March 7, 2017 (Gephardt Daily/UPI) — Low-income Americans may have to prioritize purchasing health care coverage over items such as iPhones under Republicans’ Obamacare-replacement plan, Utah Rep. Jason Chaffetz said Tuesday, CNN is reporting.
House Oversight Committee Chairman Chaffetz told CNN’s Alisyn Camerota on “New Day” that he wants low-income Americans to be able to have more access to health coverage.
“But access for lower-income Americans doesn’t equal coverage,” Camerota said.
“Well, we’re getting rid of the individual mandate. We’re getting rid of those things that people said that they don’t want,” Chaffetz replied. “Americans have choices, and they’ve got to make a choice. So rather than getting that new iPhone that they just love and want to go spend hundreds of dollars on that, maybe they should invest in their own health care.
“They’ve got to make those decisions themselves,” Chaffetz added.
“We have to be able to lower the cost of health care,” he said. “We do think that with more choices, that you will get a better product at a lower price and that will be good for everybody on the entire spectrum of income.”
Congressional Republicans on Monday released some details of their long-awaited health care package to replace former President Barack Obama‘s Patient Protection and Affordable Care Act.
House Republicans made available a rough outline of two bills Monday afternoon. More detailed versions are expected to follow this week.
The 66-page proposal Monday offers a more conservative approach to U.S. health care but does not detail specific elements — such as what the program would cost or how many Americans it could cover. The GOP plan says tax credits will be offered to help pay for insurance, but it will not force people to purchase coverage — meaning fewer people will likely be covered than were under the ACA.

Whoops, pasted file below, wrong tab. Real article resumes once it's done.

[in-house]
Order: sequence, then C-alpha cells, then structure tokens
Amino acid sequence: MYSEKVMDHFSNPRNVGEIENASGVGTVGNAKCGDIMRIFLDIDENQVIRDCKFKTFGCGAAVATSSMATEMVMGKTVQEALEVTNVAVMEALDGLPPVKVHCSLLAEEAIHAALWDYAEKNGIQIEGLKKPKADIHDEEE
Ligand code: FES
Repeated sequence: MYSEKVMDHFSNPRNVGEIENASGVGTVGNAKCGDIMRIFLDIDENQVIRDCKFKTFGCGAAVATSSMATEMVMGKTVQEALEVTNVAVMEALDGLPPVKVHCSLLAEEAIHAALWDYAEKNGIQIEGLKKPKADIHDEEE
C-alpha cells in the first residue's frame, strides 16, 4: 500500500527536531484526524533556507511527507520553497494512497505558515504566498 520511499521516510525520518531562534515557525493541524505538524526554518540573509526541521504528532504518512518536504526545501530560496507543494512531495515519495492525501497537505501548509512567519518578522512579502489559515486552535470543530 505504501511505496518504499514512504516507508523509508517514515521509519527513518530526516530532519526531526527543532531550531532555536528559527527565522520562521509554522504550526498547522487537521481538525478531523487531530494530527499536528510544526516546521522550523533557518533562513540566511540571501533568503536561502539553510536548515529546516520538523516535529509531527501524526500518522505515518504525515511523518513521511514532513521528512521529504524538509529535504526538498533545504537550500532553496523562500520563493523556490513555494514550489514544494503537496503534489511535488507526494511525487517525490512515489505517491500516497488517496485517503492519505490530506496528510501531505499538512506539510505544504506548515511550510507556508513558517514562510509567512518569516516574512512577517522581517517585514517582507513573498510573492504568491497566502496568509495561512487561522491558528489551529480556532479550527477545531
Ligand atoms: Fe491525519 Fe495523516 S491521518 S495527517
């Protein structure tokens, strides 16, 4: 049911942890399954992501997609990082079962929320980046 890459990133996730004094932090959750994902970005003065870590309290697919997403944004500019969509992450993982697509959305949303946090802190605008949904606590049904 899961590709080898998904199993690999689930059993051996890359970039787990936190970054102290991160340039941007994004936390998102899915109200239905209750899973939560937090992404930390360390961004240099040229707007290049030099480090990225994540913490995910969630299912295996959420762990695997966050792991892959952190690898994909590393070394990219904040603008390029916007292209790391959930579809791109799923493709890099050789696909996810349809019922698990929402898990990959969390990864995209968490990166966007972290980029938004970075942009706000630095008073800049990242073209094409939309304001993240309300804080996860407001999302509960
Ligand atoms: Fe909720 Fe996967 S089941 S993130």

The new plan will also protect patients with pre-existing conditions and allow adults to remain on their parents’ coverage plans until the age of 26.
Changes can and are expected to be made to the legislative package, which must ultimately be approved by Congress and President Donald Trump. Congressional scorekeepers are now going over the legislation, The Washington Post reported, and House committees are expected to vote on the measures sometime this week. A full House vote would follow.
Four Republican senators, though, warned Monday that they won’t approve any health care plan that leaves large swaths of Americans without coverage — a key concern also expressed by former Obama administration officials and ACA advocates.
Patients who became eligible for Medicaid through the ACA must also be covered by any replacement package, the senators emphasized. Under the GOP plan, the federally funded expansion of Medicaid will end in 2020.
The legislators — Sens. Rob Portman, R-Ohio, Shelley Moore Capito, R. W.Va., Cory Gardner, R-Colo., and Lisa Murkowski, R-Ak. — all represent states that have seen Medicaid expansion under the ACA.
The GOP plan would also repeal ACA taxes starting next year, such as the medical device tax and health insurance tax.
To pass any health care program through Congress, at least two of the aforementioned four senators would need to support it.